“It is now Christmas, and not a cup of drink must pass without a carol; the beasts, fowl, and fish come to a general execution, and the corn is ground to dust for the bakehouse and the pastry...”
Nicholas Breton, 1555-1626
It’s not just the turkey that gets fat at Christmas. For many of us, THE cornerstone of our celebrations is the licence to stuff ourselves with as much seasonal grub as possible. While no-one could deny the myriad delights of a mince pie-plus-baileys-hot-chocolate medley, it’s easy to forget that Christmas hasn’t always been so palatable. Take this 1685 recipe for oyster stuffing:
"To boil the aforesaid Fowls otherways, with Muscles, Oysters, or Cockles; or fried Wickles in Butter, and after stewed with Butter, white Wine, Nutmeg, a slic't Orange, and gravy. Either boil the Fowl or roast them, boil them by themselves in water and alat, scum them clean, and put to them mace, sweet hergs, and onions chopped together, some white-wine, pepper, and sugar, if you please, and a few cloves stuck in the fowls, some grated or strained bread with some of the broth, and give it a warm; dish up the fowls on fine sippets, or French bread, and carve the breast, broth it, and pour on your shell-fish runt it over with beaten butter, and slic't lemon or orange."
- The Accomplisht Cook, Robert May, 1685
Yes, stick some cloves in the fowels with the oysters, if you please, and enjoy your spicy Christmas fishbird.
Or alternatively, get your carol-singer around this 1747 “pye”:
"A Yorkshire Christmas-Pye.
First make a good Standing Crust, let the Wall and Bottom be very thick, bone a Turkey, a Goose, a Fowl, a Partridge, and a Pigeon, season them all very well, take half an Ounce of Mace, half an Ounce of Nutmegs, a quarter of an Ounce of Cloves, half and Ounce of black Pepper, all beat fine together, two large Spoonfuls of Salt, mix them together. Open the Fowls, then then Goose, and then the Turkey, which must be large; season them all well first, and lay them in the Crust, so as it will look only like a whole Turkey; then have a hare ready cased, and wiped with a clean Cloth. Cut it to Pieces, that is jointed; season it, and lay it as close as you can on one Side; on the other Side Woodcock, more Game, and what Sort of wild Fowl you can get. Season them well, and lay them close; put at least four Pounds of Butter into the Pye, then lay on your Lid, which must be very a very thick one, and let it be well baked. It must have a very hot Oven, and will take at least four Hours. This Pye will take a Bushel of Flour; in this Chapter you will see how to make it. These Pies are ofent sent to London in a Box as Presents; therefore the Walls must be will built."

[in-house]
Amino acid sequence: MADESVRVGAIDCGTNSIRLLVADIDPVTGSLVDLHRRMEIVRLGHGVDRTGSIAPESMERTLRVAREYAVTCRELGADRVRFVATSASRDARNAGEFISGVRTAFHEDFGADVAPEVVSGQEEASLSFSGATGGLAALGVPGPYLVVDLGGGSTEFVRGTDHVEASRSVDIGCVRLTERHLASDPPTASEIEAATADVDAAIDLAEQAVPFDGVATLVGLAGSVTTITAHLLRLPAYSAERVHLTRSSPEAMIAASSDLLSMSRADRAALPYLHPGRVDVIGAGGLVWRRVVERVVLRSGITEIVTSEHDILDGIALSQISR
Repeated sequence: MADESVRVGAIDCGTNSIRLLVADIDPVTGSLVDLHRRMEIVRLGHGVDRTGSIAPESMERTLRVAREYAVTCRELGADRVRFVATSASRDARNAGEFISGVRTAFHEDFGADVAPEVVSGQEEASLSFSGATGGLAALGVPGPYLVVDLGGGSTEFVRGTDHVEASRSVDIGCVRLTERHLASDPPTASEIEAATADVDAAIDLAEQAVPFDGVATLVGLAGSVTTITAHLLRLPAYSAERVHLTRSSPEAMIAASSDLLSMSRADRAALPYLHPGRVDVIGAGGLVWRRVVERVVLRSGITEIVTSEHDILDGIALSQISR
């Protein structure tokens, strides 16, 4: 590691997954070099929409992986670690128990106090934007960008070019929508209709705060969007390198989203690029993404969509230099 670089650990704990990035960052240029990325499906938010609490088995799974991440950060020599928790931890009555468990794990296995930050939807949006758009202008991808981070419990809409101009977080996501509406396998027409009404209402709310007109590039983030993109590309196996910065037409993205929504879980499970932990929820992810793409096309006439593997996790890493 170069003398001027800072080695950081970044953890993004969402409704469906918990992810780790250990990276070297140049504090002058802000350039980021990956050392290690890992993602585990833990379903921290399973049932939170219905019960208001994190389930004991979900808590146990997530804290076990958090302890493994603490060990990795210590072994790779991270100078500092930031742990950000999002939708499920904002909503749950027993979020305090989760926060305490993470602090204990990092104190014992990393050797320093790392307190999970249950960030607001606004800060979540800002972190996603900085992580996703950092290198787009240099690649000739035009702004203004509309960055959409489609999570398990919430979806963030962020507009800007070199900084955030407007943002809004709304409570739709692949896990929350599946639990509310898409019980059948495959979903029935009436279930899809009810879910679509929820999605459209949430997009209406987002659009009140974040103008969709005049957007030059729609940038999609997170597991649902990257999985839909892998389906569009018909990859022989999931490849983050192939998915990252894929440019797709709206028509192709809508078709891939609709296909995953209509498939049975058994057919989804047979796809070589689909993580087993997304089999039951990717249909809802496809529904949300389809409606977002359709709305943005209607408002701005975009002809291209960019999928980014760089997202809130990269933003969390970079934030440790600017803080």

- The Art of Cookery Made Plain and Easy, Hannah Glasse c. 1747,
That’s at least four pounds of butter, remember. Can’t abide dry pye.
If you were feeling a little bloated after your savoury repast, you could try this “light” version of Christmas pudding from an 1854 health food cookbook:
Mix together a pound and a quarter of wheaten flour or meal, half a pint of sweet cream, a pound of stoned raisins, four ounces of currants, four ounces of potatoes, mashed, five ounces of brown sugar, and a gill of milk. When thoroughly worked together, add eight large spoonfuls of clean snow; diffuce it through the mass as quickly as possible; tie the pudding tightly in a bag previously wet in cold water, and boil four hours.
Remember: “It is a singular fact that puddings may be made light with snow instead of eggs – a circumstance of some importance in the winter season, when eggs are dear and snow is cheap. Two large tablespoonfuls are equivalent to one egg. The explanation is found in the fact that snow involves within its flakes a large amount of atmospheric air, which is set free as the snow melts.”
[From: The New Hydropathic Cook-book, 1854]
Nothing like the thrifty combination of snow and potatoes to kick off your New Year detox.
While the general populace chowed down on terrible pies and watery pudding, it seems royalty got a slightly tastier end of the deal. Here’s the menu for Queen Victoria’s Christmas Dinner at Windsor in 1899.
Consommé à la Monaco. Du Berry
Filet de Sole à la Vassant.
Eperlans frits, sauce Verneuil.
Côtelettes de Volaille à la York.
Dinde à la Chipolata.
Roast Beef. Chine of Pork.
Asperges, sauce Hollandaise.
Mince Pies. Plum Pudding.
Gelée d’Orange à l’Anglaise.
Baron of Beef. Boar’s Head. Game Pie.
Woodcock Pie. Brawn.
Roast Fowl. Tongue.
[Have you heard of any particularly outlandish historic Christmas recipes? If so then share below!]